Ella Mae packed more thriftily than before – taking only the essentials. So family portraits and the meager record collection (Fred Astaire, Bing Crosby and Judy Garland) – all being left – as well as the dented tin box on the kitchen shelf, behind the flour bags.
For this journey, purging the family of its belongings served two purposes – practicality for certain – but this was a swan song too – adieu to her most shattered affection. So on the eve before the Sumpter family’s migration, Ella Mae tottered to and fro on the barnyard floor. She squeezed her knees against her breasts, eyeing the pale gray box she’d snuck from the kitchen. Through the dust and mire, the sun’ s red-yellow rays danced atop the metal, conspicuous on the crispy straw where she’d placed it. Ella Mae swayed the whole night through; at dawn, she jutted out her slender, matronly neck and crept back into the house. Then kneaded dough for pancakes – made of only flour and water – for her children needed breakfast – a grueling journey lie ahead.
Ella Mae did not look back as they pulled away; she knew the abandoned box looked awkward in the empty barn.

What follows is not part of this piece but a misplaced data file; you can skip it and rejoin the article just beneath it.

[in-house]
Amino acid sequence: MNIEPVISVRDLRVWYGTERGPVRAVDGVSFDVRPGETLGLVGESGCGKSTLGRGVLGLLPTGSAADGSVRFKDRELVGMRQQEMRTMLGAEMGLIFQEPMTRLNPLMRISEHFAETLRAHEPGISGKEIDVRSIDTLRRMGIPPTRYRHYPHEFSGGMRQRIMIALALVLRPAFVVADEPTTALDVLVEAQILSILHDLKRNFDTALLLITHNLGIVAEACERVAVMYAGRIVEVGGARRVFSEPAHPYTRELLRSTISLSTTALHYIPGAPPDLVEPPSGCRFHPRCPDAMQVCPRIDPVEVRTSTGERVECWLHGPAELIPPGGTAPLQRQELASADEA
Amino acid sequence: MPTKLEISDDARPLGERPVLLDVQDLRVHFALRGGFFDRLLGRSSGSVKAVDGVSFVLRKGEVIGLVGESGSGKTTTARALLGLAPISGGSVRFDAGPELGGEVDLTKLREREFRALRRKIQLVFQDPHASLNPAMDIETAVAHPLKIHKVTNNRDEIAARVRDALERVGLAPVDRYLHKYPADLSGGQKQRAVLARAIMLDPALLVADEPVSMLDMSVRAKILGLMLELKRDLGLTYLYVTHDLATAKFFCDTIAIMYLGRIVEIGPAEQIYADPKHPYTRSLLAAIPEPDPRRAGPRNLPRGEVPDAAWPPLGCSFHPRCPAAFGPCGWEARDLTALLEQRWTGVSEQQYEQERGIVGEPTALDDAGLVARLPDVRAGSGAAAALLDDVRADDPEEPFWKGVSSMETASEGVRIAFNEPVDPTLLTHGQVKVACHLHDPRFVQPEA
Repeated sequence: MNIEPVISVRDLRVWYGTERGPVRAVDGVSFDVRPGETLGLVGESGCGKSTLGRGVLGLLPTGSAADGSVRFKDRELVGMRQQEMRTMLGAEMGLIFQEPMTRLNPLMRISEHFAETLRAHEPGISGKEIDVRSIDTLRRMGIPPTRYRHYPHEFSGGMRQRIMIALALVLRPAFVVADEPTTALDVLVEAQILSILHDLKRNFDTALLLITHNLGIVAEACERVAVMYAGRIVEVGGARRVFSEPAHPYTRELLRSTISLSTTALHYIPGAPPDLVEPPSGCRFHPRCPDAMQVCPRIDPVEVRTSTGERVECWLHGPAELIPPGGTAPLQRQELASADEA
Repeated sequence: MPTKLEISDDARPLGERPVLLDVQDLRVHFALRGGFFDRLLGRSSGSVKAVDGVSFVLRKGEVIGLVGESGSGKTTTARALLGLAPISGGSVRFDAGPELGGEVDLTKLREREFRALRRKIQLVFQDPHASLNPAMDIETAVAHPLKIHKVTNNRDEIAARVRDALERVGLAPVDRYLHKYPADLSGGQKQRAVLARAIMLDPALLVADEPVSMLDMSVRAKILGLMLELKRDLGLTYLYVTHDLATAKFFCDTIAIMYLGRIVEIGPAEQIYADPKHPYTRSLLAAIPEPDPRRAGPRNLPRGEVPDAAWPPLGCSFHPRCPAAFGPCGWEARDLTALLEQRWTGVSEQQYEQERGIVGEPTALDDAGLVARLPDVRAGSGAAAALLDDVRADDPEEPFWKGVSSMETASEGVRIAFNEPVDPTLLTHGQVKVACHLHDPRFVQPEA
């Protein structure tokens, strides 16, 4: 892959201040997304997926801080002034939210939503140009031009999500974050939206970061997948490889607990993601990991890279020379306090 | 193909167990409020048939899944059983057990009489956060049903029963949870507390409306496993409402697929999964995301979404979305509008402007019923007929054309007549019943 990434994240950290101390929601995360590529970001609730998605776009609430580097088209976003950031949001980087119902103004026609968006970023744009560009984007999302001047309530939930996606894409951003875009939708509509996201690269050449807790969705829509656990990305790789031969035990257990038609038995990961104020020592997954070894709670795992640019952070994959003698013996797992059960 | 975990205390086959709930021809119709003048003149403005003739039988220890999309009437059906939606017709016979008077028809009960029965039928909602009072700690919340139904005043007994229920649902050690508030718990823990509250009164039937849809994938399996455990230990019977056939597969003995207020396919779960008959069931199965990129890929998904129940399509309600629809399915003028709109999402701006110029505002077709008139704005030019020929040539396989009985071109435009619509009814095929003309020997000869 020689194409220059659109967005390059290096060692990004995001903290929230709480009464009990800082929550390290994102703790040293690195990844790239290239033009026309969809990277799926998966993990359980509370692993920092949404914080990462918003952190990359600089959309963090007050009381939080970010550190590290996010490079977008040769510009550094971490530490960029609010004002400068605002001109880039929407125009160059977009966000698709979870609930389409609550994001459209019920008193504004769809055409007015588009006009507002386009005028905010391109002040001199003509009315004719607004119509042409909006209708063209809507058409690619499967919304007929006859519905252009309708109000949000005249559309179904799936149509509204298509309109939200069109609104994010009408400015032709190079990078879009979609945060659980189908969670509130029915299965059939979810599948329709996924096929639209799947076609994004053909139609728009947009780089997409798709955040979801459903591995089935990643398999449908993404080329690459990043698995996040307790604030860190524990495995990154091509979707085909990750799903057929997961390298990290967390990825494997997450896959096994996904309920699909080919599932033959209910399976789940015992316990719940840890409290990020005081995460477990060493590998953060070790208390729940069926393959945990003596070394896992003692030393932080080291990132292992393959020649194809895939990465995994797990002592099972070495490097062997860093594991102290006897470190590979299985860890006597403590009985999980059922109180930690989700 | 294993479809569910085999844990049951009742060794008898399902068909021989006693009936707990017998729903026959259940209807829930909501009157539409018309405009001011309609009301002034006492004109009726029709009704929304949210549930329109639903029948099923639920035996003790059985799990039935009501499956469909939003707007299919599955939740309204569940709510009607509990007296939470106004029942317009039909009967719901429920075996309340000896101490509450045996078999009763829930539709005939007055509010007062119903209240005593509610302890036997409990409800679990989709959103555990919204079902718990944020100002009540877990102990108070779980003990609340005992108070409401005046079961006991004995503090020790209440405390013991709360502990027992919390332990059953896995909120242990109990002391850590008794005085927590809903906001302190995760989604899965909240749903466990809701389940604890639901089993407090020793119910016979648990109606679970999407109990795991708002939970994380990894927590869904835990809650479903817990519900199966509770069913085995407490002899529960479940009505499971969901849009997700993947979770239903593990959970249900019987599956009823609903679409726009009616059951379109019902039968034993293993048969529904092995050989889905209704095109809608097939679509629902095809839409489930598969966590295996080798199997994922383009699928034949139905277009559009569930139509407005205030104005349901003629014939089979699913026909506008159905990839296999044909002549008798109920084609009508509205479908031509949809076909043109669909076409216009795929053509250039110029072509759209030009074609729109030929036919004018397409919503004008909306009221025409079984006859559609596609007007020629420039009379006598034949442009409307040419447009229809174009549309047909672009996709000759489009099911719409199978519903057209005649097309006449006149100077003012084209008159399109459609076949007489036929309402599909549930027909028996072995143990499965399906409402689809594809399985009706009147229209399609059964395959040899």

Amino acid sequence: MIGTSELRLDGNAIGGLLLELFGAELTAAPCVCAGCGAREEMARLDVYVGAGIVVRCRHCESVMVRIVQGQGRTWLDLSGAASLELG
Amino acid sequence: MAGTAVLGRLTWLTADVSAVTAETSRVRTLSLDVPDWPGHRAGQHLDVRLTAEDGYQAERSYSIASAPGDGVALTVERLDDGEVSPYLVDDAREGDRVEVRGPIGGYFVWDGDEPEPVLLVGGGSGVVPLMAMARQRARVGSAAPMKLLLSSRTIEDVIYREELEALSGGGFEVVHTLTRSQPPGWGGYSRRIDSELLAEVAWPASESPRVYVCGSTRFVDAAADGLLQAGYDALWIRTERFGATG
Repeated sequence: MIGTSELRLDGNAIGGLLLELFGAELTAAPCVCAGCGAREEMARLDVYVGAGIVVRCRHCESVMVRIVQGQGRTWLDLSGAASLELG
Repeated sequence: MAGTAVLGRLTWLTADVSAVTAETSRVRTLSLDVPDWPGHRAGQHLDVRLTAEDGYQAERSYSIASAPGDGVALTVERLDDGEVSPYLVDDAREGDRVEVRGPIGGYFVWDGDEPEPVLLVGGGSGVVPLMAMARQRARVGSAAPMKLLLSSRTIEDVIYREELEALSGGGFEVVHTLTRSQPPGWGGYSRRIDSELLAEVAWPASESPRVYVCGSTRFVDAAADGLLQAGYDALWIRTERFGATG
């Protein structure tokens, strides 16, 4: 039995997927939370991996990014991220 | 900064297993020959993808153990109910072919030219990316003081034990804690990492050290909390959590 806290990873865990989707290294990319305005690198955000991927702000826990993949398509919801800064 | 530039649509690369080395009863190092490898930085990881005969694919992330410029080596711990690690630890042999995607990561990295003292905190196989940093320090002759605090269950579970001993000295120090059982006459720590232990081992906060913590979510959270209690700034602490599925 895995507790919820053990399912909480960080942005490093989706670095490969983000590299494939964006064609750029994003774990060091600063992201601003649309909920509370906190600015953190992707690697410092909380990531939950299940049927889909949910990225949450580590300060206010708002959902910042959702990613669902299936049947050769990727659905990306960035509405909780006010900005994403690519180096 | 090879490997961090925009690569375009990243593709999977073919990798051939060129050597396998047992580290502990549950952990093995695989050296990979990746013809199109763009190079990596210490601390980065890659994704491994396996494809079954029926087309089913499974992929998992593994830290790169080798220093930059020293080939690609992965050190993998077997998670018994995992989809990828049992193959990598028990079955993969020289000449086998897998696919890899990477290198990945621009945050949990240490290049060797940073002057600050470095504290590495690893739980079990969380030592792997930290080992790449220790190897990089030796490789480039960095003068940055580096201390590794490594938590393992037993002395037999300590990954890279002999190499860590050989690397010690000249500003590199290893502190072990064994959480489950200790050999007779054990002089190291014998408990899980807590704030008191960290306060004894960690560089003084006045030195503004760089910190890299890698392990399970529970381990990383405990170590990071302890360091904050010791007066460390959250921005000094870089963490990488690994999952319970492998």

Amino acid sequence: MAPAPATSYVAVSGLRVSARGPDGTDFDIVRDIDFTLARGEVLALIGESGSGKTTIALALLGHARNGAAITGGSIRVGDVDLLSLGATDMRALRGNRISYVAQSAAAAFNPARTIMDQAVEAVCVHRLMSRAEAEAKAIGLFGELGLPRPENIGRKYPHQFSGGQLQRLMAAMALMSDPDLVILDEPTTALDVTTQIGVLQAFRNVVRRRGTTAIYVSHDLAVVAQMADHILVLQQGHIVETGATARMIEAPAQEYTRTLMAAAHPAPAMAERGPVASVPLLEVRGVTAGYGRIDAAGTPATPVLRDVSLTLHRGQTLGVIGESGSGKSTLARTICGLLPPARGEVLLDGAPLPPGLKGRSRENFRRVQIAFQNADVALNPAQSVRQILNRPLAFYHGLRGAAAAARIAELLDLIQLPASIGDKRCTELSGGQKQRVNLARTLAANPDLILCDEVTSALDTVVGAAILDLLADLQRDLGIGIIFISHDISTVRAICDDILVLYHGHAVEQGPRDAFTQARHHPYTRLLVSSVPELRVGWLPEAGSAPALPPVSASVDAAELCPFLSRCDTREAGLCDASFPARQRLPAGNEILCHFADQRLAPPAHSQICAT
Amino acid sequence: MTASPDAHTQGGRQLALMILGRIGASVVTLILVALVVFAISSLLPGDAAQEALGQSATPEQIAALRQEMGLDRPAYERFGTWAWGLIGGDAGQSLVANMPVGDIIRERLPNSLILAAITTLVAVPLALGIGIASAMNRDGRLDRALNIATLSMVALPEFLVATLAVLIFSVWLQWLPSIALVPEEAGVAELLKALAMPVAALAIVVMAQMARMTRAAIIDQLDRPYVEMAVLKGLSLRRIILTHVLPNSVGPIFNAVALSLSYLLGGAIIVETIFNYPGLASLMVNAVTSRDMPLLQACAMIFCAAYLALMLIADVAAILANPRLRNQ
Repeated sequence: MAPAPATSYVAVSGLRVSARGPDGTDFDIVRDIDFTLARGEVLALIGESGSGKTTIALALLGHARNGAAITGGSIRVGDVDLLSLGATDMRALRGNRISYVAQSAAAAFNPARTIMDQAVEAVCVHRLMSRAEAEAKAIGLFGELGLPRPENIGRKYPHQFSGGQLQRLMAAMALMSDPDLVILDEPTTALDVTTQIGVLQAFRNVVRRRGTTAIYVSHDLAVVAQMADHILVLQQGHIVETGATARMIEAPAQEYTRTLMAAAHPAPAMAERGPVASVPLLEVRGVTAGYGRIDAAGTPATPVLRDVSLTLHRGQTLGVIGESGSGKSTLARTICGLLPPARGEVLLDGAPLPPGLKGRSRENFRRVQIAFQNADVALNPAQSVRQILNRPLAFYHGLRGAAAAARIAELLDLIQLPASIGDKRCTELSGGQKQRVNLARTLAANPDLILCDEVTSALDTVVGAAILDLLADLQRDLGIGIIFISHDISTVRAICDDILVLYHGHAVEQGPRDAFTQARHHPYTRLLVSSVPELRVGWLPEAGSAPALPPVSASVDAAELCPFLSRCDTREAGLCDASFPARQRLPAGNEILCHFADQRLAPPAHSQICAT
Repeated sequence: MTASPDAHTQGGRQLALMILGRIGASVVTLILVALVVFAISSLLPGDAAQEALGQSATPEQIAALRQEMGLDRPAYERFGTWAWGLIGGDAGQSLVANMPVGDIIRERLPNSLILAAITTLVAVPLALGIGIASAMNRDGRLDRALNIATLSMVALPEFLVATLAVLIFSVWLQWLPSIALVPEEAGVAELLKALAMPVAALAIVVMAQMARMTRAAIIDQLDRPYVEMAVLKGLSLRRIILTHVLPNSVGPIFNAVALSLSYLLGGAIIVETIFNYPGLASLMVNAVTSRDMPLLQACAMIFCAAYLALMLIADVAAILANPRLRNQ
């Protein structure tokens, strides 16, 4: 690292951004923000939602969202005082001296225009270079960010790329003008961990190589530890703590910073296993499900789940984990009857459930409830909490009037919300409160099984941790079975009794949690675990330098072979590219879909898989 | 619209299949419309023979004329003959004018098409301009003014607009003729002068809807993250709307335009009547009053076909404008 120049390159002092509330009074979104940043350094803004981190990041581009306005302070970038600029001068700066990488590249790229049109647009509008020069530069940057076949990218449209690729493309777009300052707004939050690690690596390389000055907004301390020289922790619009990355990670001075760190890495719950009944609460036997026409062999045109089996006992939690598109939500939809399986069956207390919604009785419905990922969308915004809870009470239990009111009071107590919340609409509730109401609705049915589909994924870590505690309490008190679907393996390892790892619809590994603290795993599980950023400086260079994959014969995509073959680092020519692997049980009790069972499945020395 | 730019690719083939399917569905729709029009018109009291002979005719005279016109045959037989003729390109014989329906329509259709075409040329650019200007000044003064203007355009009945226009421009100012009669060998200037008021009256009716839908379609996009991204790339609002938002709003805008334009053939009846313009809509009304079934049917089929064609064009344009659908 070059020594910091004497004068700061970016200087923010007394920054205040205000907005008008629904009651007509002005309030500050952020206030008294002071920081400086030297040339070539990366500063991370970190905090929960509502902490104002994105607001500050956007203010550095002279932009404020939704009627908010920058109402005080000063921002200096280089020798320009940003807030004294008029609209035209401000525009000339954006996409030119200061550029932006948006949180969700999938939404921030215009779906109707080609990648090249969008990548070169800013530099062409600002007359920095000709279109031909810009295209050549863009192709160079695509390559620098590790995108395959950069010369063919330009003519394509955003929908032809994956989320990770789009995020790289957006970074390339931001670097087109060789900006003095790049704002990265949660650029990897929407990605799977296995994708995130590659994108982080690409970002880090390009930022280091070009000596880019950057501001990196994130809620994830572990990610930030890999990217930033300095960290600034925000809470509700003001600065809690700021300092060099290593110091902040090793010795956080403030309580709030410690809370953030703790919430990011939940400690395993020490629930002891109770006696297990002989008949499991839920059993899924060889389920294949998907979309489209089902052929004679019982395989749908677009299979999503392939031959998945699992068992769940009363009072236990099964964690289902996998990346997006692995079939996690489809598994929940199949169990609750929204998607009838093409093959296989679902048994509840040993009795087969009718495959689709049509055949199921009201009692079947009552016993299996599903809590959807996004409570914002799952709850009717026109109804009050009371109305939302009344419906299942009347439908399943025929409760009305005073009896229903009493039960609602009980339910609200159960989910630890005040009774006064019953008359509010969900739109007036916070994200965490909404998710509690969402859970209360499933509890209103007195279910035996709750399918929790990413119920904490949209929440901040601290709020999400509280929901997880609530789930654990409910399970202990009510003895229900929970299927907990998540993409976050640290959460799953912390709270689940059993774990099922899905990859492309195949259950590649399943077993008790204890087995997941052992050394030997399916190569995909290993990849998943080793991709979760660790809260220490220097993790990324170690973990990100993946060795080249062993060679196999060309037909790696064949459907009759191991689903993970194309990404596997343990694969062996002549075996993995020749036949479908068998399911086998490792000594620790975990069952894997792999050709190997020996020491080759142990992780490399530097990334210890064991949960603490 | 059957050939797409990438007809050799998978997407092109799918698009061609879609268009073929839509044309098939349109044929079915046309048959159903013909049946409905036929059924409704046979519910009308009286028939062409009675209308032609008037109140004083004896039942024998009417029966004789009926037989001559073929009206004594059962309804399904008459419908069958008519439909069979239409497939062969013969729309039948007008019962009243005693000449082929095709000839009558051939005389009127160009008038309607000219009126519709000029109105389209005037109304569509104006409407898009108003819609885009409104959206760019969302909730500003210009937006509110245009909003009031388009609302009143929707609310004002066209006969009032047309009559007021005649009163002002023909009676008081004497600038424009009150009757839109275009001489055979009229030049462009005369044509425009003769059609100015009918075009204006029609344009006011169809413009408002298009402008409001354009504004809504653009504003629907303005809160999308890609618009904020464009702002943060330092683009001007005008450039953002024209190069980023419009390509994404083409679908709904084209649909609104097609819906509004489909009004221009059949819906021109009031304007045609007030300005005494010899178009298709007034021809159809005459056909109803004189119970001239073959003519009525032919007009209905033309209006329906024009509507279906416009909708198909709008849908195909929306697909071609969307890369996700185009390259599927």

With airy spirits and wide eyes, the Sumpters bucked along craggy roads, heading west for work and seeking refuge from their indigence. They stopped for the night just east of Topeka. Weary and shamed by his failures, Ella Mae’s husband set up camp and the girls readied for bed. Ella Mae gasped in horror when she saw her youngest daughter nestled in the bedroll – gripping the marred metal box. Ella Mae met her husband’s eyes, just before he darted them downward and busied himself with kindling and canopy stakes.
“Where did you get that?” Her heart flailed in her stomach and ears and little Lorna jerked in fright. Ella Mae wrenched away the box and ambled from the family. She had to compose herself – the pitch in her voice wasn’t dignified – so she wandered up the road in search of a place to brood. She held the box at arms length.
But soon enough, she clutched its bowed corners into her chest and slumped into the chalky dirt, weeping next to a sprawling Cottonwood. She moaned – the lamentation split the night and echoed in her bridegroom’s ears. He kneeled by the dying fire, head in hands. “I curse you God, it didn’t have to be this way.”
Ella Mae peered into the vast Kansas sky and at long last, whispered the smoldering truth… and with all her might, thrashed the box against the tree’s thick trunk ‘til the tiny bones scattered on the ground.
With great poise, Ella Mae crouched beside her husband and lifted his chin with her lanky index finger, “You’re a broken man,” she spoke coolly, “and you killed my baby boy.” She stood tall, shadowing her beloved, and swept her cotton frock with both palms.
“Now, let’s tend to that fire shall we.”
© Chad V Broughman